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Astronomical events in August

ColumnHead-StargazingThe Sunshine Coast Astronomy Club is involved in a number events August 15 – 17. On Thursday, August 15, solar telescopes will be set up at the Sechelt Night Market for observing the Sun in the early evening. The next night, Friday, members welcome anyone with an interest in astronomy to join them for coffee and chat at the club’s Astro-café at Pier 17 in Davis Bay starting at 8:30pm. Weather permitting, telescopes will be set up by the sea-wall at Davis Bay just after sunset to do some observing. On Saturday, August 17 the club will be at Porpoise Bay for Astronomy-in-the-Park, with solar observing in the afternoon followed by a presentation around 9pm focused on the Moon, in the park’s amphitheatre. Scopes will also be set up for observing the night sky, including the waxing and close-to-full Moon.

August 3 has the waning crescent Moon located about 5 degrees southwest of Jupiter in the predawn sky. The next day the Moon will be approximately 5 degrees below Mars and 8 degrees above Mercury in the morning twilight. The moon will be new at 2:51pm (all times are PDST) on August 6 and thus starting a fresh cycle of phases, as signalled by its absence. On August 9 the waxing crescent Moon will be about 5 degrees below Venus, low in the evening twilight just above the western horizon.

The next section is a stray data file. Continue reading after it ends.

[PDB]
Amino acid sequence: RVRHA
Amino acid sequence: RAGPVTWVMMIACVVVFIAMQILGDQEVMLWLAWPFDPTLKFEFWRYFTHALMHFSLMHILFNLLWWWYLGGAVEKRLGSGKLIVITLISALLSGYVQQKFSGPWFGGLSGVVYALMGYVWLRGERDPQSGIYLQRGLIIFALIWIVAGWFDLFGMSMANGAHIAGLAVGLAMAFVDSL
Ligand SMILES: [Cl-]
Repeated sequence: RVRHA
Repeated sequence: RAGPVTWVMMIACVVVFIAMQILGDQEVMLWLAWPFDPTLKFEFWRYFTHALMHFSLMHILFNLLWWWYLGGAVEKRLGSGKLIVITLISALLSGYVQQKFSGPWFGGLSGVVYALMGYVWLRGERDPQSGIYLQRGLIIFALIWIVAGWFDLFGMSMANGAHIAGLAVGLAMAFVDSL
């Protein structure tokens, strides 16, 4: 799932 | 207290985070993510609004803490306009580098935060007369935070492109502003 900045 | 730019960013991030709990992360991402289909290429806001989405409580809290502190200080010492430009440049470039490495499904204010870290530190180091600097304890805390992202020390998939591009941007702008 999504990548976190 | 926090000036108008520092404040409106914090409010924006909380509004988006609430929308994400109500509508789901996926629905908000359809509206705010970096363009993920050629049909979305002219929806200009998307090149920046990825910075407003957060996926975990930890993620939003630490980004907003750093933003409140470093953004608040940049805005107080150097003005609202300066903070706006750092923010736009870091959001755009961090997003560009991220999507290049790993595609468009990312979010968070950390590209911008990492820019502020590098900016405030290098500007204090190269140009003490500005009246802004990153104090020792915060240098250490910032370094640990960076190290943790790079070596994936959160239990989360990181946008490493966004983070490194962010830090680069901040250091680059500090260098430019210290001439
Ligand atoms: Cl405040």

Monday, August 12 will feature perhaps the best night sky show of the month, with the Perseid meteor shower set to peak. Though the maximum number of meteors is predicted to happen at 11am, the predawn hours on Monday or later that evening should feature a good number of ‘falling stars’. As was mentioned in the July column, the regular meteor showers seen throughout the year are respectively named for the constellation from where they appear to radiate. So a Perseid meteor can appear anywhere in the night sky but if you trace its path back it will appear to have come from Perseus, in the north-northeast, just below the W-shaped constellation Cassiopeia. So find a quiet patch of open-sky away from artificial lighting, take a comfortable summer chair and enjoy the display. Moonlight won’t be interfering with the darkness of the sky since the Moon will still be in its early waxing crescent phase, and setting just after 10pm, placed about 4 degrees below Saturn low in the west-southwest. The Moon reaches the halfway point in its phase cycle, becoming full at 6:45pm on August 20. Neptune, the furthest planet from the Sun, reaches opposition at about 7pm on August 26. This means that as the Sun sets over the western horizon Neptune will be rising in the east-southeast. So if the Sun sets before our eyes, Neptune will rise from the opposite side, behind us. Neptune is faint, somewhat dimmer than the faintest stars visible to normal human vision, but for any planet observers out there it will be highest above the southern horizon at about 1:15am on August 27 not quite 30 degrees above due south. It seems only fitting that the planet named after the Roman god of the sea should be nestled in the constellation named Aquarius, the Latin term for “water bearer”.

Anyone interested in local astronomy activities is invited to please visit the Sunshine Coast Astronomy Club website at .

Submitted by Scott Harlow

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